Social media and mental health

It wasn’t that long ago that social media didn’t even exist – or am I showing my age?!

I had an interesting conversation with a colleague yesterday around social media marketing.  We were discussing our own strategy moving forward and he commented that “I’m not sure why we talk about social media marketing – in fact, it’s just marketing now and even the word ‘digital’ is old hat”.  It did make me think – and it’s true that we don’t need to distinguish the two anymore – ‘digital’ is an integral part of our world, full stop.

Then it got me thinking about our children and I wondered how many would pick up a newspaper or a magazine these days, unless it was lying around home or the hairdressers.  Even then, most would still choose to get their news and opinions in a digital format, often via social media rather than the digital versions of traditional news channels.

Social Media training on the main platforms.

Social Media is now a part of all our lives.  If we are not using Facebook, Instagram, Twitter, Tumblr or YouTube, we could be searching LinkedIn.  Many of us don’t even consider YouTube as social media – it’s seen as a TV channel with comments.  We are using social media for so many different things.  Pinterest is a great one for ideas.  I have lots of friends who search for hours for garden or home ideas, looking for that perfect look.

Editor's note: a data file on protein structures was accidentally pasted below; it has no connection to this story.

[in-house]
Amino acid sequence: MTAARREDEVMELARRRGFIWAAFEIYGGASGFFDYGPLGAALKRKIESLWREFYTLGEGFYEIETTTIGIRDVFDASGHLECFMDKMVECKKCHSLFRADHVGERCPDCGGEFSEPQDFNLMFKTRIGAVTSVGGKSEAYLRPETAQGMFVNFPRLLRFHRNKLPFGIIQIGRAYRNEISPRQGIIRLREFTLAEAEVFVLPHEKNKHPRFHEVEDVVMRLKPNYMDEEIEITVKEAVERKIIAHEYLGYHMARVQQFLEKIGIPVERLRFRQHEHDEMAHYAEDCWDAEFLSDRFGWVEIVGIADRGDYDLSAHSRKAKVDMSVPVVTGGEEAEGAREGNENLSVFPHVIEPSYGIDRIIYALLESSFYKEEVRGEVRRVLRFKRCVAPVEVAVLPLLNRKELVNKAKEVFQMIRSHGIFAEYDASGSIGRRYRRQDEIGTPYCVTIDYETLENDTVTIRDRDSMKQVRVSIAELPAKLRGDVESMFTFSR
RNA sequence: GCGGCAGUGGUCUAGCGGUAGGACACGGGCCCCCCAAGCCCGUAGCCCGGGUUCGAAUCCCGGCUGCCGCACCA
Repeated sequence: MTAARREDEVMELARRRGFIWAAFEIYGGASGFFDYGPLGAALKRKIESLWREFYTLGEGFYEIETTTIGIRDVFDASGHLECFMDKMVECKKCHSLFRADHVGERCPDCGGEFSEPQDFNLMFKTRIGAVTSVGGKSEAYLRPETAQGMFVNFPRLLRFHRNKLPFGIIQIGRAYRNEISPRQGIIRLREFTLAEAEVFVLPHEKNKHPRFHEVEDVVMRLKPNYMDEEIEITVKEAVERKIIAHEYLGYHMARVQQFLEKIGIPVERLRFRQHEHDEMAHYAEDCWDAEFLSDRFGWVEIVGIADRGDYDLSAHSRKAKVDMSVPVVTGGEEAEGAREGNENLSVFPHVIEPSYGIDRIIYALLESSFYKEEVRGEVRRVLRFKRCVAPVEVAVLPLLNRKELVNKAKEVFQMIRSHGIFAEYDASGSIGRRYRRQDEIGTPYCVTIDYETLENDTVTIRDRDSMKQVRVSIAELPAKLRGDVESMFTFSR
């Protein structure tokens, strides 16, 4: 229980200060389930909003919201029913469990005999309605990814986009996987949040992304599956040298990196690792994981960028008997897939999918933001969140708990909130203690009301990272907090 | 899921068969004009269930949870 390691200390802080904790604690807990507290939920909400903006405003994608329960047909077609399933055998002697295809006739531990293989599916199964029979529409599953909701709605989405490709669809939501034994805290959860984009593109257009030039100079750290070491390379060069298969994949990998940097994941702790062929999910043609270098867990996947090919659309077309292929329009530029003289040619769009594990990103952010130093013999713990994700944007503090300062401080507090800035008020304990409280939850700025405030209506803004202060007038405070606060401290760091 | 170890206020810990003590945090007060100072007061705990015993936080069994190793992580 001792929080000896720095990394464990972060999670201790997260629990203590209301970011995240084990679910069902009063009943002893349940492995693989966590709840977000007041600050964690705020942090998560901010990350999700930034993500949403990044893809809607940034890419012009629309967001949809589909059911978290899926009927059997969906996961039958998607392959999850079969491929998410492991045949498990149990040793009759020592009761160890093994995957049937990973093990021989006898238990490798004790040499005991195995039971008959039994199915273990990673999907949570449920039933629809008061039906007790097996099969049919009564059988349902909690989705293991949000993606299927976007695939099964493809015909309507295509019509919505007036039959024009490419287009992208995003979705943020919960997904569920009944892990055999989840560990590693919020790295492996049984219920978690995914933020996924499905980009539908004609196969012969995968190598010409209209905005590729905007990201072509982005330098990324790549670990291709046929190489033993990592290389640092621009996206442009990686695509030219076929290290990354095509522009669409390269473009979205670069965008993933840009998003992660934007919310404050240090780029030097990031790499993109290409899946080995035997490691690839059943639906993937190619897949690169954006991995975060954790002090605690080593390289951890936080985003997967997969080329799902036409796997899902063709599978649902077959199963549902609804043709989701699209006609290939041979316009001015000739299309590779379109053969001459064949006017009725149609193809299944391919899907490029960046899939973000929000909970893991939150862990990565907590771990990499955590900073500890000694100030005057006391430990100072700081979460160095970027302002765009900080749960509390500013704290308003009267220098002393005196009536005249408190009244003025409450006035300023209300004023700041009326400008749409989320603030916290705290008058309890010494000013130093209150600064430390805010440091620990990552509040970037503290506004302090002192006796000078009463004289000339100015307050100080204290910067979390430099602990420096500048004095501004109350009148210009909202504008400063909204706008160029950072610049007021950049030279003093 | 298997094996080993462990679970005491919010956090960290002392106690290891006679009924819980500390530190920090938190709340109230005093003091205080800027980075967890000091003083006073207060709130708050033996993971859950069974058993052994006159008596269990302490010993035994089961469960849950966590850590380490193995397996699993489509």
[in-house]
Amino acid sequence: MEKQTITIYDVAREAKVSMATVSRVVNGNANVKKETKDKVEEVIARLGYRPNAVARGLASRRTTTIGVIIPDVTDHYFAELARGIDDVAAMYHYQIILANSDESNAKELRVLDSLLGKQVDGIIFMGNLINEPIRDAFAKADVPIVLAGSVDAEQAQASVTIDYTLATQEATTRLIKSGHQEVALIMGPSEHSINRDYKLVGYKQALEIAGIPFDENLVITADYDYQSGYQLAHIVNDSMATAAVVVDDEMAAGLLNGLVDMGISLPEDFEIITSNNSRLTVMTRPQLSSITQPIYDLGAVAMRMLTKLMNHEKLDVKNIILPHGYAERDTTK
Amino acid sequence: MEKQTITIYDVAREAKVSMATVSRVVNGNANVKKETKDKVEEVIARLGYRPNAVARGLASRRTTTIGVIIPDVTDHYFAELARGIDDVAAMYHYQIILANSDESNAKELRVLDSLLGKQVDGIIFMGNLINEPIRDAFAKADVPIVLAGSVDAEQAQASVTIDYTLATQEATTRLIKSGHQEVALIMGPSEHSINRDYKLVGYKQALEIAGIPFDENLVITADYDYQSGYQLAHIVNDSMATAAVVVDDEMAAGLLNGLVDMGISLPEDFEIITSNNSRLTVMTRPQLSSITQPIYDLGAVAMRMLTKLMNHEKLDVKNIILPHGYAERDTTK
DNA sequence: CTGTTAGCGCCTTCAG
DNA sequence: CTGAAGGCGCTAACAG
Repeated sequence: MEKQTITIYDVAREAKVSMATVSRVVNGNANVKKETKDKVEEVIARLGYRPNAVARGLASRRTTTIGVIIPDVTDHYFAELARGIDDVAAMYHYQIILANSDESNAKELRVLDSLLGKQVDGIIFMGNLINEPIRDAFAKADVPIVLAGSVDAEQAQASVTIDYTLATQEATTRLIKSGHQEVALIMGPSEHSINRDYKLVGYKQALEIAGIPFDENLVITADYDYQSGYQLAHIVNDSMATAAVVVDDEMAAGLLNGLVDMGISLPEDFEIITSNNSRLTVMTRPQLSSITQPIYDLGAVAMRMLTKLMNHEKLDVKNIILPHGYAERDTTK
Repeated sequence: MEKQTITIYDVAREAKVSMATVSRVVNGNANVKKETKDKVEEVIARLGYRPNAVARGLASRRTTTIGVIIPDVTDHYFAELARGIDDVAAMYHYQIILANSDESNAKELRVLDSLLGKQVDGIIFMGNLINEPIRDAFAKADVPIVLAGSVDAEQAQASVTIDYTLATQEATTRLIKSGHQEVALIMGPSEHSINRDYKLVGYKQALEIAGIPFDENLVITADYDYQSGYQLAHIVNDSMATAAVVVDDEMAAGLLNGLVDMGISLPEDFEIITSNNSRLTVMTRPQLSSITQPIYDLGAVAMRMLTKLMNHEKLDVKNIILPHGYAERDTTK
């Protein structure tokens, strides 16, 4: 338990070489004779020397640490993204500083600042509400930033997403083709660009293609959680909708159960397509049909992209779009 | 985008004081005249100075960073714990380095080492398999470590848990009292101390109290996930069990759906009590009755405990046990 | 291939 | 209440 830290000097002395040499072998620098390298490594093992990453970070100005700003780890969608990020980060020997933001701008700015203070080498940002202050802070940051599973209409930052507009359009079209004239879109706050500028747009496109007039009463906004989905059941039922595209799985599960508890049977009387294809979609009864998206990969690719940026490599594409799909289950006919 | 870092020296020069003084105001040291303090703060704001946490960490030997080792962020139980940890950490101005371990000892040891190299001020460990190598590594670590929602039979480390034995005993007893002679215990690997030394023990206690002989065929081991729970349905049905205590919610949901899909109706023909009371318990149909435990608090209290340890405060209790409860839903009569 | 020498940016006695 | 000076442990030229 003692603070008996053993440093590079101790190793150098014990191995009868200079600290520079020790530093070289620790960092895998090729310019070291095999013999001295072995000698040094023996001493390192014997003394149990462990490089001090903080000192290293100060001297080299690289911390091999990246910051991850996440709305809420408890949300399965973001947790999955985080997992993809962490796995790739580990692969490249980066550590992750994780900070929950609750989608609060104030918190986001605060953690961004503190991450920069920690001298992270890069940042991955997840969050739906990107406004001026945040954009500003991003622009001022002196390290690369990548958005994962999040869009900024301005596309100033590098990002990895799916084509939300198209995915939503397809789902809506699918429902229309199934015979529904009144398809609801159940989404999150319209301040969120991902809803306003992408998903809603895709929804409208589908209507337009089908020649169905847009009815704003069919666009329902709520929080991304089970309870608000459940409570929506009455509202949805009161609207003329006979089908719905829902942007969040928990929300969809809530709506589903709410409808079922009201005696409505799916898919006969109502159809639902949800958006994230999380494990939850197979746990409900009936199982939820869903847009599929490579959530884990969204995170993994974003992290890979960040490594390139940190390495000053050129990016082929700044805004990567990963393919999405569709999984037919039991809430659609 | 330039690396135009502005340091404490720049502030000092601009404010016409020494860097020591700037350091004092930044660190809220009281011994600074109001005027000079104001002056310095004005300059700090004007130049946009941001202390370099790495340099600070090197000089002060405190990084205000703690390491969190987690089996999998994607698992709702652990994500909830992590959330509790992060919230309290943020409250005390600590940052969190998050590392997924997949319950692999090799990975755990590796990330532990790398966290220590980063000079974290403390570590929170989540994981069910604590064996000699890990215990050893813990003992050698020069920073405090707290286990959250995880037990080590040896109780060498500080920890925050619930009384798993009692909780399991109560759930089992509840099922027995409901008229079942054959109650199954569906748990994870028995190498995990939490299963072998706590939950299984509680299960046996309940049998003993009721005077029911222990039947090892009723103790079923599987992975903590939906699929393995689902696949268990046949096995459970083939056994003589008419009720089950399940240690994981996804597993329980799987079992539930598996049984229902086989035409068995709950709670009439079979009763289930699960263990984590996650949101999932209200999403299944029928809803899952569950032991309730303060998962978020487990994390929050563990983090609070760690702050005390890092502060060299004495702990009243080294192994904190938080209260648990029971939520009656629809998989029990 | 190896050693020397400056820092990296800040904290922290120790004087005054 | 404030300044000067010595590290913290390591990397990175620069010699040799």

Did you know our Gooseberry Guru’s can deliver social media training in your school?


I suppose the interesting thing is to understand how is it affecting our lives?  It is too early to assess the real impact, as the research was only really started about 10 years ago and it needs to run for much longer to see the true effect.  From my own experiences I believe it does impact us, partly for good and partly for bad.  There is no doubting the convenience of communication, the ability to keep in touch with old friends and make contact with new.  Platforms like LinkedIn are part of my every day working life and hugely useful.  But it can have its downsides too.   It’s a bit like a glossy magazine with all those gorgeous women in their stunning houses that you wish you owned.  The designer clothes, jewellery and the perfect family. The difference is that we can now use social media to paint that picture of our own apparently perfect lives.  Constantly viewing our friends and contacts looking great, doing amazing things, I believe impacts us more than the magazine images.    We expect those magazine models to look beautiful but don’t assume we must be the same.  But with social media, we can add filters to make sure we look great and even brush out those wrinkles.  We can photograph ourselves next to that racy sports car giving the appearance of ownership, even if we just came across it on the street!  This constant comparison of our own lives with these carefully curated posts of our friends can quite quickly create dissatisfaction with our own lives and the impact can be even greater on young people who have not yet experienced so much of life.